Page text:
Nor is an actual Mary Sue necessarily a bad thing. Instead, I consider the creation of Mary Sue characters as a fairly normal stage of a beginning writer’s development. As a teacher, I’ve seen my share of teenaged writing. And pretty much all serious teenaged writers create Mary Sues. In my seventh grade class last year, there were two enthusiastic writers. One of those writers, a girl, constantly kept writing about fantastically talented half-elven ninja fashion models with whom all the boys in the story instantly fell in love, including estranged brothers or cousins. The boy was even more extreme, because he kept naming all of the ultra-cool spaceship captains or sea captains or paleontologists after himself. In short, both kids created total Mary Sues. Indeed, I carefully broached the topic that characters shouldn’t be too cool and perfect and that they needed a few flaws, otherwise the audience wouldn’t like them.

So writing Mary Sues is fairly normal for beginning writers. That’s why they occur so often in fanfiction, usually by very young writers. Because – and that’s another phenomenon I’ve noticed working with teenaged writers – pretty much everybody starts out writing either outright fanfic or some kind of fanfic mash-up of elements from different franchises. You know, “She’s a ninja and the first elf ever to attend Hogwarts and both Weasley twins immediately fall in love with her” – Bad teacher immediately pictured a threesome of elf girl with the Weasley twins, which wasn’t an image I needed.

I don’t even exclude myself. A lot of what I wrote during my teens was a weird mash-up from elements of Star Wars and whatever else caught my fancy, usually long forgotten Saturday morning cartoons. I had a Mary Sue, too. She was the most beautiful, most stunning girl ever, with the most wonderful singing voice in the world, a perfect dancer and pretty much every superpower or magic ability you could name. She wore the most fabulous clothes, drove the coolest cars, flew planes and spaceships, could travel through time and was generally the most amazing human being ever born. Oh, and she had a flaw, too. She got terribly sick when teleporting. Honestly, whenever she had to teleport, she would immediately throw up.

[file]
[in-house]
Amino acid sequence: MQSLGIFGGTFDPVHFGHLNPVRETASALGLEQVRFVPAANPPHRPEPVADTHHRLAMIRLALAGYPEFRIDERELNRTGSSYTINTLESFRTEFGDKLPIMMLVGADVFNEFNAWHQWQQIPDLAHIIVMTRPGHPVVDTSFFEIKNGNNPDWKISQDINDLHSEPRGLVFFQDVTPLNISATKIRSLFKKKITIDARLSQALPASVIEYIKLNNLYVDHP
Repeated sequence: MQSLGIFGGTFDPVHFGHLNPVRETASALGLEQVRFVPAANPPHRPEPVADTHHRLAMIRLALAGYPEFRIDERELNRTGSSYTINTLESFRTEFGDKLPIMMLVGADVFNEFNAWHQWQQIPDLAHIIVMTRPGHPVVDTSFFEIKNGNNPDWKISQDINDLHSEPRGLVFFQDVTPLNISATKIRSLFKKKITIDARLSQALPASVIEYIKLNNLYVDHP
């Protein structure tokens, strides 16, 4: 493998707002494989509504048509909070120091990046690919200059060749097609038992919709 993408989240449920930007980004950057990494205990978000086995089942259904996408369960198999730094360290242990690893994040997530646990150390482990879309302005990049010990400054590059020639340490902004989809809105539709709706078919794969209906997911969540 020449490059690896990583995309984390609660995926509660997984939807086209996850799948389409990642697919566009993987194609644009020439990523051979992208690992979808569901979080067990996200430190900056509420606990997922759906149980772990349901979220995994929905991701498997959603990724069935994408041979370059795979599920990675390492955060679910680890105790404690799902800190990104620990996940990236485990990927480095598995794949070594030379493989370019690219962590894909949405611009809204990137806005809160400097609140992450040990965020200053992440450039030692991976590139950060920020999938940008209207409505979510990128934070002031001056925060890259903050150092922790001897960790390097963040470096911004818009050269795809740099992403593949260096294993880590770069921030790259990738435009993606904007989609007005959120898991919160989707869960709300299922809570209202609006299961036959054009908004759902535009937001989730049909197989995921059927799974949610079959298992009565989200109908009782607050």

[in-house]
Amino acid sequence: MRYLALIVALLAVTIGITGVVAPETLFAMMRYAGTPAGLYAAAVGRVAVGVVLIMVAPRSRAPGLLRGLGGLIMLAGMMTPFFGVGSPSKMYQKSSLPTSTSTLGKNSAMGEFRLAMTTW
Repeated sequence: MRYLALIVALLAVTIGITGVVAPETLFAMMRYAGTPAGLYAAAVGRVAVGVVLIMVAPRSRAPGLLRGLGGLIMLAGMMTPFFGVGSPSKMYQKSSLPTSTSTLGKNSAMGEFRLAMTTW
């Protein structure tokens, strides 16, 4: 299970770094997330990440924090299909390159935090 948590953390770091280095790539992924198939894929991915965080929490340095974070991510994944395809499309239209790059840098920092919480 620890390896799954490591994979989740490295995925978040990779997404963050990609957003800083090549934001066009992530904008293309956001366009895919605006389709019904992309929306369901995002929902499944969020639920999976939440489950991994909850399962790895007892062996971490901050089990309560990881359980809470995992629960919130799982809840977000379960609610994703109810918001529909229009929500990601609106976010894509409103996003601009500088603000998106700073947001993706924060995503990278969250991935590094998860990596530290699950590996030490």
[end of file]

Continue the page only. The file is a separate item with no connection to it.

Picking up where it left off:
Fast forward a couple of years and something strange happened. My perfect glittering Mary Sue character began to acquire some genuine flaws. Because it turned out that the men who were dazzled by her beauty and talents did not necessarily like her, because she could be insufferably annoying. It turned out that all of the beautiful clothes and regal demeanour were fake, just an act cobbled together by a kid who’d watched too many Hollywood movies and music videos. Everything about her was false, even her name, to hide a family background that was painfully mundane. The magic abilities were still there, but difficult to control. Her music was actually one of those control mechanisms, a way of handling telepathic abilities that would otherwise drive her mad*. She can still timetravel, but rarely ends up where she wants to go. She had her heart broken by a boy who was pretty and handsome and heroic and had superpowers of his own, but turned out to be an arsehole. And eventually, she ended up with someone who was kind and brave and didn’t match the image of the perfect man at all. Oh yes, and she still gets sick when teleporting. In short, what had started out as a Mary Sue eventually turned into a proper character. And this is what happens to most Mary Sues as their creators gain experience. The half-elf ninja desired by both Weasley twins? Maybe in ten or fifteen years, that girl will write a wonderful erotic fantasy novel about a halfbreed elf with martial arts skills who falls for twin brothers and eventually ends up in a menage relationship.